North Carolina’s Kenny Williams
Kenny Williams has a pedigree (national championship at North Carolina), a knack for defense and an abundance of frenetic energy.
That’s nice, but it might not suffice as an NBA resume.
Williams was one of six draft candidates working out for the Charlotte Hornets on Wednesday at Spectrum Center. This was the second of what is expected to be 20 or more such workouts in preparation for the June 20 draft at Barclays Center in New York.
NBA draft preparations ramp up next week in Chicago with the lottery Tuesday night followed by the combine, plus a supplemental camp overseen by the G-League.
Wednesday with the Hornets was the only workout scheduled so far for Williams, a 6-foot-4 guard, He wasn’t among 66 players invited to the combine, or even to the G-League camp, as fellow Tar Heel Luke Maye was.
So just being selected among the 60 draft picks next month appears challenging for Williams’ future. Right now, he is a shooting guard without a reliable jump shot; his shooting percent from the college 3-point line plummeted from 40 percent as a junior to 29.5 percent as a senior.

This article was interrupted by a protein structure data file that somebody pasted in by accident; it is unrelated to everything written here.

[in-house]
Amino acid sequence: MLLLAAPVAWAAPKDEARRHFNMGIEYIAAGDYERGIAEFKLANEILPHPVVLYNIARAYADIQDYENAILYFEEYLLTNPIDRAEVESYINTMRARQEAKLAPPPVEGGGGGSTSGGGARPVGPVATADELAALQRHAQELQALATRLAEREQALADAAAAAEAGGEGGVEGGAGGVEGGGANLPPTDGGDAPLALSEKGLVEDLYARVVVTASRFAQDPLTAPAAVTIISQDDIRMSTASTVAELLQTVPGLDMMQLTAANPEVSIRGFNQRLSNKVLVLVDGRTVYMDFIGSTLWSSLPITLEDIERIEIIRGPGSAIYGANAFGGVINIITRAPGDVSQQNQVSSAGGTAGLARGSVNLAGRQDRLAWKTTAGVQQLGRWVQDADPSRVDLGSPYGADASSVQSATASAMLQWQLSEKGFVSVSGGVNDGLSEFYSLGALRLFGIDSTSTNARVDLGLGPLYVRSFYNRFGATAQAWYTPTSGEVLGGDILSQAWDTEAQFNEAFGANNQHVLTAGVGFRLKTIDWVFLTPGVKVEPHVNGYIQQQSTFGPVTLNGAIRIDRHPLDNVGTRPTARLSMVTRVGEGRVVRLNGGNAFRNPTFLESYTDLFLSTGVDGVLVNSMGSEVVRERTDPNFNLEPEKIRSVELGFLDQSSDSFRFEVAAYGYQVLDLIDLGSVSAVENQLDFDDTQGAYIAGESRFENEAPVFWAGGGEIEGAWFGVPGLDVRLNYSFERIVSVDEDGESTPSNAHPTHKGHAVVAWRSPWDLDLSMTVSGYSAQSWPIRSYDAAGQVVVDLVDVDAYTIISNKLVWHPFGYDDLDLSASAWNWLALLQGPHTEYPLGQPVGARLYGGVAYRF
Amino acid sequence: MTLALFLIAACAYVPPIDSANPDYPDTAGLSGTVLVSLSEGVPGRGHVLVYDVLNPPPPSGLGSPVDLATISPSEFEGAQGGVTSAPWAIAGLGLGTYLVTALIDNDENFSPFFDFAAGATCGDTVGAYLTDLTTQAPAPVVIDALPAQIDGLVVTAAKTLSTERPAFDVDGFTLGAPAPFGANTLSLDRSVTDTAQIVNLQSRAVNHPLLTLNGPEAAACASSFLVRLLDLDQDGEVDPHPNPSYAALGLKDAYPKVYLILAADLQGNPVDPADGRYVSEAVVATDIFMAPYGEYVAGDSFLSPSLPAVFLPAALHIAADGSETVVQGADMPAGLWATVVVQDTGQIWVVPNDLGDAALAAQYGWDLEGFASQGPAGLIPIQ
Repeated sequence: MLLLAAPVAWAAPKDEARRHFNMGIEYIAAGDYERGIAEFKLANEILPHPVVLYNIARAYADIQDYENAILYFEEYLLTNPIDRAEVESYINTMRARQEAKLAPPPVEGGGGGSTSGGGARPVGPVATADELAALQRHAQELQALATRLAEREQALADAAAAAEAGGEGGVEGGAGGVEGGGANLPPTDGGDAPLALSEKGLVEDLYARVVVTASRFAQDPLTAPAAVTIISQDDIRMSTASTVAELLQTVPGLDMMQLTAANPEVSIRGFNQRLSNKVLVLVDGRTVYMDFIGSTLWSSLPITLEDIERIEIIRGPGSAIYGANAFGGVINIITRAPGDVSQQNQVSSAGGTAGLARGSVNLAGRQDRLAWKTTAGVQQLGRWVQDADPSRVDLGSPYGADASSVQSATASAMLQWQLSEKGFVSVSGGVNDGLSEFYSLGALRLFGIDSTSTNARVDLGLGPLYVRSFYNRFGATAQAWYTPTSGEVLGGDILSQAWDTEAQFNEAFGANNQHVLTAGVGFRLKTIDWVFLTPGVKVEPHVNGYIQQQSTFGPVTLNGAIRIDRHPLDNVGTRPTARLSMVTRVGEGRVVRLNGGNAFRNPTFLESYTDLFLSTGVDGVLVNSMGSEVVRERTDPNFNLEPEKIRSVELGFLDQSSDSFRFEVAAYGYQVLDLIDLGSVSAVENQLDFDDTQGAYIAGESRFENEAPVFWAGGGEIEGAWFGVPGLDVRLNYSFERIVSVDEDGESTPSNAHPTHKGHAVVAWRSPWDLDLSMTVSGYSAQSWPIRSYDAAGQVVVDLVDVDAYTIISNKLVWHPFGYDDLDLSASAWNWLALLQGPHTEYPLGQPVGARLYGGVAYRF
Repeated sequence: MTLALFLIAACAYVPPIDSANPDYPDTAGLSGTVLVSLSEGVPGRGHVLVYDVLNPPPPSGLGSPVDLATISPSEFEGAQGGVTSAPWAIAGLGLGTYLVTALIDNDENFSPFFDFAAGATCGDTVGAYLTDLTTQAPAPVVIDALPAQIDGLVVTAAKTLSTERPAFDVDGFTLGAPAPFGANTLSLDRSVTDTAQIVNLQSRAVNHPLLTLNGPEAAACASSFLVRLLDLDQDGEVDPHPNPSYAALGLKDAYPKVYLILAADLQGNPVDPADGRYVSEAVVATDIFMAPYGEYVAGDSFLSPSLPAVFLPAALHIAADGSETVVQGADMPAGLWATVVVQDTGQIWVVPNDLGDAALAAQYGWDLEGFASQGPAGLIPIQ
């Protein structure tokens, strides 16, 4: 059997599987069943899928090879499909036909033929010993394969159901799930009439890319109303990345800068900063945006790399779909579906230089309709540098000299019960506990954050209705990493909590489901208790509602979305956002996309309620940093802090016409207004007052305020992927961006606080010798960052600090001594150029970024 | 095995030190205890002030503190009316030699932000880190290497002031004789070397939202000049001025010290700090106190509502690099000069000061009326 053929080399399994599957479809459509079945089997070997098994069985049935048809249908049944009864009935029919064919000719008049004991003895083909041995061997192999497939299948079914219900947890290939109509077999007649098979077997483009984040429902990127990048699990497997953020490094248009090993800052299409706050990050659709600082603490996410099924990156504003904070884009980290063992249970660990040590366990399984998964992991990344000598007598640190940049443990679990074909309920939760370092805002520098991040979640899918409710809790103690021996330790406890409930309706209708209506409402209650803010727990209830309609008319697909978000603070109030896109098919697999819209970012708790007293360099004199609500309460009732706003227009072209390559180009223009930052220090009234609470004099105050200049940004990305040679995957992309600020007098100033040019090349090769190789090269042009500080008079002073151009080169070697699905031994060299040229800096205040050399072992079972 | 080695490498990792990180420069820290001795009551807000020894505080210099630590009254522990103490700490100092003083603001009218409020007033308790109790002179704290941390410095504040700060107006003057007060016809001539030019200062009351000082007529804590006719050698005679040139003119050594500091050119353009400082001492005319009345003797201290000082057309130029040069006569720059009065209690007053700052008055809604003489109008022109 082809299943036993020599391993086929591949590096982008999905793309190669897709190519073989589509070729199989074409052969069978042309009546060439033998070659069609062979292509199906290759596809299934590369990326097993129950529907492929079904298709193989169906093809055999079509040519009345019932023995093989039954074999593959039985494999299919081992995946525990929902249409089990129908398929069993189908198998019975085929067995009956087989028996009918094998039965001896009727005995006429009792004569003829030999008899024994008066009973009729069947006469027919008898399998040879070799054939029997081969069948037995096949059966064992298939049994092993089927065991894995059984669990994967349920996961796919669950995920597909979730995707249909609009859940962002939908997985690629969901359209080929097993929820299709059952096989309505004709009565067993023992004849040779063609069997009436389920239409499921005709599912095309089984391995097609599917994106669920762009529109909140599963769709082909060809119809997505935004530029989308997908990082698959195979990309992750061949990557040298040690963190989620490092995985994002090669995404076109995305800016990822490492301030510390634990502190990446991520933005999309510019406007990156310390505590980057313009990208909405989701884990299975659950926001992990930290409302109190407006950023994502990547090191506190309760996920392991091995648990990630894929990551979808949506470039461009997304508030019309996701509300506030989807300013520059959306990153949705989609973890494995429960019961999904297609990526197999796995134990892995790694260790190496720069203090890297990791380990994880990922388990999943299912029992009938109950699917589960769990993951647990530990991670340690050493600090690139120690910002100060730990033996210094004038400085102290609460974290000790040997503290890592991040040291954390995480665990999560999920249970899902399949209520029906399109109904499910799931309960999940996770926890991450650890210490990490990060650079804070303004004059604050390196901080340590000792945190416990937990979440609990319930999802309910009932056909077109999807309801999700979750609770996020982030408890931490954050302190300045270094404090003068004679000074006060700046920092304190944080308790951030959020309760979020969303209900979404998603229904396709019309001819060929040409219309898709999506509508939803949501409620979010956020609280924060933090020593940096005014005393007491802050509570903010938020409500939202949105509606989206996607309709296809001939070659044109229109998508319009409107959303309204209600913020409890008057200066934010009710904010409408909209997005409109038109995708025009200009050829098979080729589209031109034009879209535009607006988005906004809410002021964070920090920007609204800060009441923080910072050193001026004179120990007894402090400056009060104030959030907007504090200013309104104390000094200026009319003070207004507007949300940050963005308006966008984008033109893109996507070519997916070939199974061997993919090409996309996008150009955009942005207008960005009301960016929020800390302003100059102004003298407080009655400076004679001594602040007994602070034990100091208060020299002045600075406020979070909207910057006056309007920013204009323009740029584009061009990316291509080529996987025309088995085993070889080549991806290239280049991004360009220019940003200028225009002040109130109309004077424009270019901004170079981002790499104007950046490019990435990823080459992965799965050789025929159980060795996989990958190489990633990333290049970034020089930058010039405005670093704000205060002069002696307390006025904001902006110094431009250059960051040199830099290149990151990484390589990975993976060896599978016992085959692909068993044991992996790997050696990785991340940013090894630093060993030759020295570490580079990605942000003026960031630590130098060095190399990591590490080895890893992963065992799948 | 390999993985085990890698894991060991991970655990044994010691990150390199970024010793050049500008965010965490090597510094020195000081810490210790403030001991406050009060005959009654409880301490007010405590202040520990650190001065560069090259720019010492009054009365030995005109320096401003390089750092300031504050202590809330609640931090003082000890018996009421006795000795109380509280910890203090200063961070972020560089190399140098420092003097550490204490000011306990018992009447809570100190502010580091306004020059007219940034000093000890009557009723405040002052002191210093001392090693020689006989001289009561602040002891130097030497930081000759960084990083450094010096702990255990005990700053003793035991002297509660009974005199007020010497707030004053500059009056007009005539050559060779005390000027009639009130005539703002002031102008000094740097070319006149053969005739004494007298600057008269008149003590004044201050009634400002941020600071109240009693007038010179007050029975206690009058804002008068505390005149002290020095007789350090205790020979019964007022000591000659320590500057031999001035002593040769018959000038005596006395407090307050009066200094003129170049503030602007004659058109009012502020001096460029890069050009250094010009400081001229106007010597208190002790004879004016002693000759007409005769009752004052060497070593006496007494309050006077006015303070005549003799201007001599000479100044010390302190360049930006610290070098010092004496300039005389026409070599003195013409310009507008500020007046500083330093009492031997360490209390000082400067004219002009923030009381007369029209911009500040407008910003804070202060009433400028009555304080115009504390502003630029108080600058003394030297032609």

“That was my big thing this year: I didn’t shoot the ball as well as I wanted to or other people wanted me to,” Williams said following his workout. “If I can come out here and show teams I can make the 3 and put the ball in the basket at a pretty high level, then I think I’ll put myself in a good position.”
Williams appears better equipped to impact games at the pro level at the defensive end, particularly at a time when switching defenses are so in vogue. The persistence and energy he demonstrated in four seasons for the Tar Heels would be his hook to get a summer league invitation if he goes undrafted.
“I think with my activity level, I kind of make up for some of the length I don’t have,” Williams described. “I pride myself on outworking people, and I believe that’s something that can translate to every level: How much you work can affect somebody else.”
At 185 pounds, Williams clearly will need to bulk up some at the pro level, but he believes his defensive versatility can be an entry point to the next level.
“I think I can guard 1-through-4 (point guard to power forward), particularly the way the power forwards are out on the perimeter now” offensively, Williams said.
“I think if I have to stop them from getting the ball, I can deny them.”